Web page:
(1) Introduction

The acceptance of volunteered geographic information (VGI – after Goodchild 2007) as a valued and useful source of information for governments at all levels is growing. While the research demonstrate that for many tasks VGI is accurate and reliable enough when compared to official or government produced data sets, the progression towards their adoption and wider use is slow. It is likely the technical, economic and professional standing concerns contribute to the rate of change.

Much of the work undertaken within VGI is closely related to the Citizen Science, the scientific work that comes from the public either in collaboration or under the direction of professional scientists (Silvertown 2009). The term citizen science entered the English Oxford dictionary only recently in June 2014 and is directly linked to participatory research and more specifically to participatory mapping where “non-professional scientists voluntarily participate in data manipulation for scientific projects”, as Cohn (2008) and Silvertown (2009) referred to it. Both VGI and Citizen Science are extremely dynamic and rapidly evolving fields, while their intertwining and close relationship, referred to as geographic citizen science (Haklay 2013), is gaining ground in many fronts.

As the World Bank OpenDRI initiative recognised, to build resilient societies, policy-makers and the public must have access to the right data and information to inform good decisions — such as where and how to build safer schools, how to help farmers prepare for a drought, and how to protect coastal cities against future climate impacts. Sharing data and creating open systems promotes transparency, accountability, and ensures a wide range of actors are able to participate in the challenge of building resilience. Within this context, VGI has a role to play and arguably, it will be impossible to achieve the goals without active involvement of local people in data collection and maintenance.

The aim of the project is to strengthen governmental projects that incorporate voluntary and crowdsourced data collection (henceforth VGI) and to provide information that can be used to support wider adoption of VGI. This will be done through compiling and distributing lessons learned and successful models from existing efforts by governments at different sector and scale to engage with these communities.

Its main focus is not be focused on the application of open data that is streaming from governmental bodies to the public. In fact, there are a plenty of examples of commercial and civic society of such use (we will use the notation government→public for such cases). The same is true, to a large extent, to VGI that is provided by the public to government authorities – as this mode has a long history predating the web, e.g. calling to report a problem at a location (we will use the notation public→government). We see the core of the project as the focus on cases where we can demonstrate a synergy between government and citizens or civic society organisations – here again, the collaboration with commercial bodies has a long history. By synergy we mean clear use of either contributed information by government authority to make decisions and actions (as in using OpenStreetMap data for disaster preparedness) these case will be noted as government→public→government).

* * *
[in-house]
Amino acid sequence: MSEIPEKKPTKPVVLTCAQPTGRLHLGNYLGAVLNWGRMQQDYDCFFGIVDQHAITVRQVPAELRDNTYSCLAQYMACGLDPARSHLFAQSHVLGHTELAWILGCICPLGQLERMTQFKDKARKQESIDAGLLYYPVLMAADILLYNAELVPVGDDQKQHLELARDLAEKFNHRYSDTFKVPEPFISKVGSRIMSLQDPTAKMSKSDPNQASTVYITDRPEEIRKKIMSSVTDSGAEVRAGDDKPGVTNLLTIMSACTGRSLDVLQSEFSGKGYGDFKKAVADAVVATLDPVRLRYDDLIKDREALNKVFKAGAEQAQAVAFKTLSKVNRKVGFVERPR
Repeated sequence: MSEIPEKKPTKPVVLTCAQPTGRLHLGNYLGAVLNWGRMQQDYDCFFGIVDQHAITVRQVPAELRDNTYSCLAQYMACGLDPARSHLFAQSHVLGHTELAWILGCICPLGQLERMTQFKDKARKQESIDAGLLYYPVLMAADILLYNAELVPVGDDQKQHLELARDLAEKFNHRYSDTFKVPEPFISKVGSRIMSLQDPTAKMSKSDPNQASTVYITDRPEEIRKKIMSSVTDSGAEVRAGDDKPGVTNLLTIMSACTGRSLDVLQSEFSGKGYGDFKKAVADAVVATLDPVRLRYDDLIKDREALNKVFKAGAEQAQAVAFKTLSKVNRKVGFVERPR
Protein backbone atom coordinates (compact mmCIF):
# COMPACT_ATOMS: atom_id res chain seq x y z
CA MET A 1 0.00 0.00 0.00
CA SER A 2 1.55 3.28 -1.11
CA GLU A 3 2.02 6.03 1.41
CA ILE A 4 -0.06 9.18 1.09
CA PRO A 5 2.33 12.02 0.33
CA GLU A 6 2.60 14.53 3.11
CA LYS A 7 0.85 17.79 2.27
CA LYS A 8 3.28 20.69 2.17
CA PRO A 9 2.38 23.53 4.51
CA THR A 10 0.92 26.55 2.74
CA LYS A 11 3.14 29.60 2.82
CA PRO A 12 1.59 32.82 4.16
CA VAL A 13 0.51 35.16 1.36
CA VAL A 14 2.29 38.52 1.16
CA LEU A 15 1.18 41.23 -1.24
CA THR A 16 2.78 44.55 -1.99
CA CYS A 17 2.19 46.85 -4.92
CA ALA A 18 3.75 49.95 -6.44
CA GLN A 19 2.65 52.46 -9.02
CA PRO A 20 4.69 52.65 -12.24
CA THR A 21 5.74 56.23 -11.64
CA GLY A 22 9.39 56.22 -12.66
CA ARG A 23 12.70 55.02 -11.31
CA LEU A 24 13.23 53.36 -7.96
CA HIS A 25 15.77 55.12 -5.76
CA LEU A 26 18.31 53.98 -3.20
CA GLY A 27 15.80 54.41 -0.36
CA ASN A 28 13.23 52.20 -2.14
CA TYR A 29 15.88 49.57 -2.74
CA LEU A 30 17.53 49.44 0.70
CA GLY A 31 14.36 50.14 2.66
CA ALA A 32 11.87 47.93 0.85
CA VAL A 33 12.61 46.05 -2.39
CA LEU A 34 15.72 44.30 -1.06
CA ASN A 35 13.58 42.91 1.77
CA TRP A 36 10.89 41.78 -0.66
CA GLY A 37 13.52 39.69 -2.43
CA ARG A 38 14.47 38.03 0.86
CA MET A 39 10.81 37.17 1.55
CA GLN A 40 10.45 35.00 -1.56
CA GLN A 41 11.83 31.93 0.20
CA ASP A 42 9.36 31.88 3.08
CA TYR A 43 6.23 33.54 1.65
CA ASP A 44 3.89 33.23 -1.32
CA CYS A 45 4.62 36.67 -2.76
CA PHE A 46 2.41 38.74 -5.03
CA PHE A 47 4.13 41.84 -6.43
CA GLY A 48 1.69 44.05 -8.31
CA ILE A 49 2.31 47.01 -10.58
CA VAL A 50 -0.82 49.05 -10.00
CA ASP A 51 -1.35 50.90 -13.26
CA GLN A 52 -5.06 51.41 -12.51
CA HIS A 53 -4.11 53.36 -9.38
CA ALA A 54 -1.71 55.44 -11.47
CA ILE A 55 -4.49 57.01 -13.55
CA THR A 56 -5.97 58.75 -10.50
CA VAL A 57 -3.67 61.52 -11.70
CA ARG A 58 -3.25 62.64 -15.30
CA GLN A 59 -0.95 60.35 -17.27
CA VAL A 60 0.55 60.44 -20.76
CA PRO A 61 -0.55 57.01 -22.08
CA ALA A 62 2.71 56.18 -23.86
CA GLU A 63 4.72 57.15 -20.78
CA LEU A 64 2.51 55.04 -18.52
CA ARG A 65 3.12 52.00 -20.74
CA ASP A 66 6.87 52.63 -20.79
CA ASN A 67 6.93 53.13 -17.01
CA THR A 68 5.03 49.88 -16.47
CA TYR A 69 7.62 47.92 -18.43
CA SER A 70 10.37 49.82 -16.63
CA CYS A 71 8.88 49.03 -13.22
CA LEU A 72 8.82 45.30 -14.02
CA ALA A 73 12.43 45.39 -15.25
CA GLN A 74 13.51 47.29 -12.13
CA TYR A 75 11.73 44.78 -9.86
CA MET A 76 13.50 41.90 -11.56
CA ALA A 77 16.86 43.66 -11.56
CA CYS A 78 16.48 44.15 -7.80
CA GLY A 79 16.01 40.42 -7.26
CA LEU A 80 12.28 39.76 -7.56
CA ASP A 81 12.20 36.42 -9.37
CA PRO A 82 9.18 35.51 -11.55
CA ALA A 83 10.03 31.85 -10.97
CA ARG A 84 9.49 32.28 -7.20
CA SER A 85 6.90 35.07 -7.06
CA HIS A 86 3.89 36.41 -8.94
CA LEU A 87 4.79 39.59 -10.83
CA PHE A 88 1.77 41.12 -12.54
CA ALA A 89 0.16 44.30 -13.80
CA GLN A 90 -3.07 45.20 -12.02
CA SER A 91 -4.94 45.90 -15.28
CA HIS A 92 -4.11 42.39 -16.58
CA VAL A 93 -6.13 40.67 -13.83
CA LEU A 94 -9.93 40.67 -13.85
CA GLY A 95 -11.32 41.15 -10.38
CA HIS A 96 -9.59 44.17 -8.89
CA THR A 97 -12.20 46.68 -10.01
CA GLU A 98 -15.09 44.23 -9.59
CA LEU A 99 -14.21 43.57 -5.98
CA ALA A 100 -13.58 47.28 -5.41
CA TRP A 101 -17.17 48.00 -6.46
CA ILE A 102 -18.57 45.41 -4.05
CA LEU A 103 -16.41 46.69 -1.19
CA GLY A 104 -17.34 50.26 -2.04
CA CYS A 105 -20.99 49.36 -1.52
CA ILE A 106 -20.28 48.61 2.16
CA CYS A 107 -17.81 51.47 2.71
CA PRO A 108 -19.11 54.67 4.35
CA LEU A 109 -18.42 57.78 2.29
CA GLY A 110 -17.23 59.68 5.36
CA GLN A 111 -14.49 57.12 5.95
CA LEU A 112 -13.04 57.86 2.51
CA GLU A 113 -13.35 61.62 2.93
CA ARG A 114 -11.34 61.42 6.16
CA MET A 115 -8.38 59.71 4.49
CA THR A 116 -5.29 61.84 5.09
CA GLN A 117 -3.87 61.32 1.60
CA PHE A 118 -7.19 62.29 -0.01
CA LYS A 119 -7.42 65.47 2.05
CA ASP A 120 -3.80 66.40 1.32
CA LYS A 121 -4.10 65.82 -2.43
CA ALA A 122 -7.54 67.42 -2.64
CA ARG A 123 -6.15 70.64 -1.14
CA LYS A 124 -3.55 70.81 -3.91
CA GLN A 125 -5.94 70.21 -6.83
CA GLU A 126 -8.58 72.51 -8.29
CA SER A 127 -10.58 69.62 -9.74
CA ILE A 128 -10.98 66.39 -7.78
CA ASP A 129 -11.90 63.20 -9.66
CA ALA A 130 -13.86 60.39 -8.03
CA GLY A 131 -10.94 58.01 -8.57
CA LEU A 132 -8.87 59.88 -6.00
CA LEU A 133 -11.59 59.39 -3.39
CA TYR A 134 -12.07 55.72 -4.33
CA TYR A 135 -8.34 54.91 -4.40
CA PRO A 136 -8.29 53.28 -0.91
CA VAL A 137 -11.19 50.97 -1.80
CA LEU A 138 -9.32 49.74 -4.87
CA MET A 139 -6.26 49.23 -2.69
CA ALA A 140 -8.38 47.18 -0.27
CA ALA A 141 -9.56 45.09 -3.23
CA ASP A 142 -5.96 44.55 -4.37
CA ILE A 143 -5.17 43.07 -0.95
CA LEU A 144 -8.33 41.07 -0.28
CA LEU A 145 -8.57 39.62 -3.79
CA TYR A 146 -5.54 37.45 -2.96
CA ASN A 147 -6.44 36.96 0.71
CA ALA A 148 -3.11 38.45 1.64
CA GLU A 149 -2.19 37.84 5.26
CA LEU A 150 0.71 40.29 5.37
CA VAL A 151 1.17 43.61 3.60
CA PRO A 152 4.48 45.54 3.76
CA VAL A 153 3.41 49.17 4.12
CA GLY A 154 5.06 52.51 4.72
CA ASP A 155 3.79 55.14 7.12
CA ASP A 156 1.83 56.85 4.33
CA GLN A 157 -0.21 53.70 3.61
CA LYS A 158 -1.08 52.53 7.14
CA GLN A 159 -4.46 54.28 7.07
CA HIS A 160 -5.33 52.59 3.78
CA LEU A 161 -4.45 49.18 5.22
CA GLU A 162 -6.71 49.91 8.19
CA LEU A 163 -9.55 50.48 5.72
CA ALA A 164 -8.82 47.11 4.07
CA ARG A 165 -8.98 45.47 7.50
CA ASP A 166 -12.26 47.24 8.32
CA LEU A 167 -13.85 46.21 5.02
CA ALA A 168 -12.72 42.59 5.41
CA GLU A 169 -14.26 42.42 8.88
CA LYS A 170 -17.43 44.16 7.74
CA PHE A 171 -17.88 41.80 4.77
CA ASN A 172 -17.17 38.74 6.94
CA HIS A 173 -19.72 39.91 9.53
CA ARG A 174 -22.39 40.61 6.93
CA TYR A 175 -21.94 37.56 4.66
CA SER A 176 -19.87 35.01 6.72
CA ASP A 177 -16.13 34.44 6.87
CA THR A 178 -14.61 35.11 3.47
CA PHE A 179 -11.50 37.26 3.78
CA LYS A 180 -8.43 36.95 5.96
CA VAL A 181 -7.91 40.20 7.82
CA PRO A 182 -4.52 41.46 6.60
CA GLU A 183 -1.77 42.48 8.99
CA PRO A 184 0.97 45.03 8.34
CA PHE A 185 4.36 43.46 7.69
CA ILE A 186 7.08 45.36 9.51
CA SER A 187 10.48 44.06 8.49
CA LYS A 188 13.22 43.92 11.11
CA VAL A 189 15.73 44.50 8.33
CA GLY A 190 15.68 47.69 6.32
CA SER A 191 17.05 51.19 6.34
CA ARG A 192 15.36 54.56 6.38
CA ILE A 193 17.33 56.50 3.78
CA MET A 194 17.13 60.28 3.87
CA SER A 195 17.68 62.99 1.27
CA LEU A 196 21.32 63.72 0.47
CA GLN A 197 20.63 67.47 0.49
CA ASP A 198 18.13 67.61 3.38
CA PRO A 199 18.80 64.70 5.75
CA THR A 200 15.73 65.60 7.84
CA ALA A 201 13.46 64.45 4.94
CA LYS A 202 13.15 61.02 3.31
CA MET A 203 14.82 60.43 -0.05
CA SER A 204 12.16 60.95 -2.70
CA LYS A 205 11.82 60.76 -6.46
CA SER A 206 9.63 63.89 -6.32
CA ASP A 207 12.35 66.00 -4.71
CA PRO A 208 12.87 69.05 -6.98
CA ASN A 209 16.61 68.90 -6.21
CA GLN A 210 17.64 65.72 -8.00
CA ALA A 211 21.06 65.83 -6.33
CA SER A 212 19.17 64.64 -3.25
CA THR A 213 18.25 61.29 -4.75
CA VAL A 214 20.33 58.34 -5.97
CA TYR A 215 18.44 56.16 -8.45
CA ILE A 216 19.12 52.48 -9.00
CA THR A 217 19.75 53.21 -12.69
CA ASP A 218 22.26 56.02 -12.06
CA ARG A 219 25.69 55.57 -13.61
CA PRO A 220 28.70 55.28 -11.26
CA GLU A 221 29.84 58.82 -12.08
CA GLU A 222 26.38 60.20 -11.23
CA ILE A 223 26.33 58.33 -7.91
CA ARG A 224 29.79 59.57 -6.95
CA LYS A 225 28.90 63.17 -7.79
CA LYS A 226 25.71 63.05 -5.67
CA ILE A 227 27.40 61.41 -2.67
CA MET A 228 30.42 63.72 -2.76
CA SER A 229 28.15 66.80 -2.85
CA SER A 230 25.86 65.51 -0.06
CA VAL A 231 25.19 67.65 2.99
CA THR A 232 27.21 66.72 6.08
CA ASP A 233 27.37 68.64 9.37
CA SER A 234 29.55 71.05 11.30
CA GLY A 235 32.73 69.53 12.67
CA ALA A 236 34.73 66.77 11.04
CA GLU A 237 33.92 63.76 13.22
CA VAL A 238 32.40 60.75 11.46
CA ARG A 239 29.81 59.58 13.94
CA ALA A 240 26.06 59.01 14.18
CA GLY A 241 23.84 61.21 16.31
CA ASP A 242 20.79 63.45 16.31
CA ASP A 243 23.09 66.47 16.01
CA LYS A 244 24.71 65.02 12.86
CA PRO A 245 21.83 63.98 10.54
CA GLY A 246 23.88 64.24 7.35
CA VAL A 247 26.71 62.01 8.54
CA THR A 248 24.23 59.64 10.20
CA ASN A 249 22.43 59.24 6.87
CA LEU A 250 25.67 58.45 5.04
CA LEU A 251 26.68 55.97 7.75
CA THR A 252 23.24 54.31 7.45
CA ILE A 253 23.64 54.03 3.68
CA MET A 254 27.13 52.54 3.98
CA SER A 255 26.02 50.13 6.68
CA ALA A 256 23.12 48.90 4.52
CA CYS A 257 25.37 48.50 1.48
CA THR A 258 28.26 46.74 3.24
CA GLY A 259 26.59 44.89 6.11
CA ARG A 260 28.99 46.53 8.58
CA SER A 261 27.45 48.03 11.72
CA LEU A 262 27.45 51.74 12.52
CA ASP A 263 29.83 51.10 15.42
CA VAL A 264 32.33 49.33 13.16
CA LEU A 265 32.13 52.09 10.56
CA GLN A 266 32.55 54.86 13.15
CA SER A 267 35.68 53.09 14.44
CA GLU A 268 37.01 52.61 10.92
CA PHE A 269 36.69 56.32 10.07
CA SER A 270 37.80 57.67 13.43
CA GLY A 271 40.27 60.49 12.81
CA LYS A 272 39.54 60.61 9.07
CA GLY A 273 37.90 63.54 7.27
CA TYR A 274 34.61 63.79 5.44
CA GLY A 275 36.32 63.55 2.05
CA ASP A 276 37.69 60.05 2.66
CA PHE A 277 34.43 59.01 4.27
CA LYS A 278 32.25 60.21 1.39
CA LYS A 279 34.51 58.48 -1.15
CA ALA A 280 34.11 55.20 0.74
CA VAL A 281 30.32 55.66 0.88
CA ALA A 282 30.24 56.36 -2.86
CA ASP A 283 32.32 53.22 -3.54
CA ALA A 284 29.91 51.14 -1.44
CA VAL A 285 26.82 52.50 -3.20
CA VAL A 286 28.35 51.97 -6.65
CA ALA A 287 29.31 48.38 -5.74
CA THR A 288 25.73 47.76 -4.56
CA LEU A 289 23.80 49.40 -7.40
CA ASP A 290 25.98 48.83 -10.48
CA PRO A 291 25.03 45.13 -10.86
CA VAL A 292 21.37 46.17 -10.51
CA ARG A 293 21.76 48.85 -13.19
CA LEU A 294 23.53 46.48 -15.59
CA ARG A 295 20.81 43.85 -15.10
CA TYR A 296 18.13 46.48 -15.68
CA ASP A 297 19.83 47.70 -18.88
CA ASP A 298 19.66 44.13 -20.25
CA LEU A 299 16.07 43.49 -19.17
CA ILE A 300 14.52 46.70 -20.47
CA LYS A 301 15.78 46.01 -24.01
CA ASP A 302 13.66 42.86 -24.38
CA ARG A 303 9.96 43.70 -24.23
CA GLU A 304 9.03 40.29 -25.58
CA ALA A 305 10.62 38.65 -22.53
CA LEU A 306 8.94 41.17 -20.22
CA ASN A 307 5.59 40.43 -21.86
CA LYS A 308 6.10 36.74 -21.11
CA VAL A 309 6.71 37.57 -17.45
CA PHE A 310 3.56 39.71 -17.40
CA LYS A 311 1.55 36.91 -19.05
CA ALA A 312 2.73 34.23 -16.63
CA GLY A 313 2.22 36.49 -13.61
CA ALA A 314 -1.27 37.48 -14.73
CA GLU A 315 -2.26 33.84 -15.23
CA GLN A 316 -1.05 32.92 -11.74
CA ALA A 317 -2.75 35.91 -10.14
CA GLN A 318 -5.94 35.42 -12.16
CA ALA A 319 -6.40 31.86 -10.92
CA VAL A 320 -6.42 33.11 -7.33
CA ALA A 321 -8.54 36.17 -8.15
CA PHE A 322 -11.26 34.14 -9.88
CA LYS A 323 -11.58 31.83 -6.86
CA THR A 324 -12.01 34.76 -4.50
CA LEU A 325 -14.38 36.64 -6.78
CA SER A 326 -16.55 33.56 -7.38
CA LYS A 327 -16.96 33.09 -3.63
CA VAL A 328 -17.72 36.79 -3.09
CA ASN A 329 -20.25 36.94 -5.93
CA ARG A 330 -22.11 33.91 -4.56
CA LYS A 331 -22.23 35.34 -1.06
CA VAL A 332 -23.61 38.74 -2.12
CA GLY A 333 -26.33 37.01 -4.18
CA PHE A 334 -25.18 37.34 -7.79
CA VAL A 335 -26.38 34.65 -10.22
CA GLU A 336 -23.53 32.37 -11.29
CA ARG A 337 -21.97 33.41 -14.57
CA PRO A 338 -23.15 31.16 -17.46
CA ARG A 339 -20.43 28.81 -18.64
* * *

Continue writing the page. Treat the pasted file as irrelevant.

The study explores different aspects of government use of geographic information, as in maintenance of public space (streets, public building and parks), education, health, tourism and civil safety. The study includes a set of case studies with a common structure.

In the past three years since the publication of the first report, further changes occur in the application of crowdsourced geographical information, and these are at the basis of this proposal to update the report. The Research Team has already started to extend the current project.

Apart of the cases analysed in the previous report, VGI continues to be central in many authoritative and governmental initiatives. The status of some case studies that formed the basis of previous research has been altered since 2014 due to their dynamic nature and thus, creating the need for updates and amendments to what has previously been recorded. Existing case studies will be updated and New ones will be added soon. A new page has been added for this purpose.

The first case studies that have been updated can be found below:

i. Twitter use in Italian Municipalities

ii. California Roadkill Observation System (CROS)

iii. Use of Corine Land Cover in OpenStreetMap in France

iv. Humanitarian OSM Team mapping in Mongolia

v. Crowdsourcing The National Map, National Map Corps, US

vi. National Biodiversity Data Centre Ireland

vii. Flood preparedness through OpenStreetMap, Jakarta, Indonesia

viii. Portland TriMet, transportation planner, Oregon, US

ix. FixMyStreet

x. Community Mapping for Exposure in Indonesia

xi. New York City Open Data Initiative

xii. US Census Bureau – Building an OSM Community of Practice Within Government

xiii. US National Park Service – Places Project

xiv. Skandobs – The Scandinavian predator tracking system

xv. USGS ‘Did you feel it?

xvi. Imagery to the Crowd, State Department Humanitarian Information Unit, US

xviii. Mapping schools and health facilities in Kathmandu Valley

New case studies are also listed below:

I. The Base Adresse National (BAN) Project

II. Citizen Science ‘Community River Monitoring Volunteer Project’ – Monitoring Sediment Movement and Blockages on Hillfoots Burns, Scotland

III. Crisis Mapping in Syria.

IV. Citizen participation in development of Urban Planning (Kirtipur, Nepal)

V.Malawi Flood Preparedness

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